Skip to main content

The Style Council - Mr. Cool's Dream Book Released! Our Interview With Author Iain Munn!

The ONLY book in the world solely dedicated to The Style Council is Mr. Cool's Dream. We've been reviewing a copy here at PWNews and, quite simply, we can't recommend it enough. The book has been a passion project by Iain Munn, who has been vigilant in carrying on the legacy of Paul Weller's post Jam project that often gets lost in the shadow of The Jam. But there can be no doubt! There are fans out there as passionate as those hard core Jam fans for what many still affectionately call, "probably the best pop group in the world!"

We were lucky to catch Iain amidst the frenzy of filling, packaging and sending out orders for the book and he was gracious enough to answer a few questions about the project. 

I suppose the obvious question is, why did you decide to write a book about The Style Council? When did you become a fan?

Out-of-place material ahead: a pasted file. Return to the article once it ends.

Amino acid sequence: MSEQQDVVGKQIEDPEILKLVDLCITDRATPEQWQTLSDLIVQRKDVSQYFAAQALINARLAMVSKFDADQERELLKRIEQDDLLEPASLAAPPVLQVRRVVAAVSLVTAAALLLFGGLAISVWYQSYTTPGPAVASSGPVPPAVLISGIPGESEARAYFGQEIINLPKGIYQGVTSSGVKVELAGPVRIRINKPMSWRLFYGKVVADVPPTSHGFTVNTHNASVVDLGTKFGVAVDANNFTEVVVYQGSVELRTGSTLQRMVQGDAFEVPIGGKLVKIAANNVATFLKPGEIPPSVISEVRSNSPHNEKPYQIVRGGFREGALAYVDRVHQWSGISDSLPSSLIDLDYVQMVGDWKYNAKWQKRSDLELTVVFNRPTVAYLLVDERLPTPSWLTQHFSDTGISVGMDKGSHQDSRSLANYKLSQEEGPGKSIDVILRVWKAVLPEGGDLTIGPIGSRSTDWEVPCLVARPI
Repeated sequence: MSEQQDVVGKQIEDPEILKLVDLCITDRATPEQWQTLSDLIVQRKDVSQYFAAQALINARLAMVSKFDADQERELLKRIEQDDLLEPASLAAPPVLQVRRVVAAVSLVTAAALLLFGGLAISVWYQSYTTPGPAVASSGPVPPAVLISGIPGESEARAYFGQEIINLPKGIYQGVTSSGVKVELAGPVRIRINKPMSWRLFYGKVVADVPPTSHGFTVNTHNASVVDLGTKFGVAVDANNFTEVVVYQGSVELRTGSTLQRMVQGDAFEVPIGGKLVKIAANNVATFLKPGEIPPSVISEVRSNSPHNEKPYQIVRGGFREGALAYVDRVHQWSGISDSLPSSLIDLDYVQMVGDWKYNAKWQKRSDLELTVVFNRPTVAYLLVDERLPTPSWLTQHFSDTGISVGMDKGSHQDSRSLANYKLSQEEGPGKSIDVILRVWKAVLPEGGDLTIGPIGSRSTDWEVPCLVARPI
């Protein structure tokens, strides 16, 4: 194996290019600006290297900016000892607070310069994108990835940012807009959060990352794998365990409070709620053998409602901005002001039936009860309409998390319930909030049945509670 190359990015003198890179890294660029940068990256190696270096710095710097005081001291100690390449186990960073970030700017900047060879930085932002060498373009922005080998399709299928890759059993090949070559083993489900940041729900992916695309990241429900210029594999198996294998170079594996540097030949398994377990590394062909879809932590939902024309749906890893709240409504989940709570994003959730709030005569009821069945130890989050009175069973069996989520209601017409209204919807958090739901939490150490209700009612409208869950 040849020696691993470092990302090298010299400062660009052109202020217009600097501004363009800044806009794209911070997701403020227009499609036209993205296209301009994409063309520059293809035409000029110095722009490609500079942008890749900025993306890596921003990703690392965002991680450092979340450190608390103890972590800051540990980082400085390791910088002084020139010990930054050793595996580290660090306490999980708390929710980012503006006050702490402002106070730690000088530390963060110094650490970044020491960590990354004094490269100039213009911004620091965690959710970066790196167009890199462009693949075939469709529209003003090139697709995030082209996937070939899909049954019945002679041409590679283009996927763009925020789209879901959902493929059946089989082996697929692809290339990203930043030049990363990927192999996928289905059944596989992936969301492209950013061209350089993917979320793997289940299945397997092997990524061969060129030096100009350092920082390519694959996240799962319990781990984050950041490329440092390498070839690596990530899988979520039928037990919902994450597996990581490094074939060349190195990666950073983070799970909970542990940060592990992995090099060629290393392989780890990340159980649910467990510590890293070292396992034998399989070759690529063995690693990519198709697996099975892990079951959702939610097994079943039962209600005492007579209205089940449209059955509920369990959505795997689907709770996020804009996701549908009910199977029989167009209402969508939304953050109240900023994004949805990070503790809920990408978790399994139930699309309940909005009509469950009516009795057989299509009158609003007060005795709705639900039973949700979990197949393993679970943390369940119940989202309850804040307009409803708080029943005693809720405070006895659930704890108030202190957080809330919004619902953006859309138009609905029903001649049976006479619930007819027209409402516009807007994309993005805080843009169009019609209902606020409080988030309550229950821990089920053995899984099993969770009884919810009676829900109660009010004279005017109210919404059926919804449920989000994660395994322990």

I have been interested in The Style Council going back as far as my musical memory will take me. I was 13 in 1983, Long Hot Summer it was. I was also delighted to discover Dee C Lee on The Wham Fantastic album which my sister played continuously.  Great LP that. I wasn't a Jam fan, I remember being in Austria with the school in 1986 and the guys were singing "Eton Rifles" after I'd brought the German import/special sleeve of "Walls Come Tumbling Down" in a local shop - you know I'd never heard "Eton Rifles" at that point. Not too difficult back in those days for entire bands and albums would pass you by. Though I did eventually move into their back catalogue, The Jam didn't do it for me, be it youth, lack of money, I don't know. I moved into Animal Nightlife, Working Week, Everything But The Girl and the little Jazz room they used to have in Virgin Megastores, behind a glass wall. All these £3 Blue Note samplers. Brilliant. I do find it strange when The Style Council are still battered in 2014, just for being The Style Council.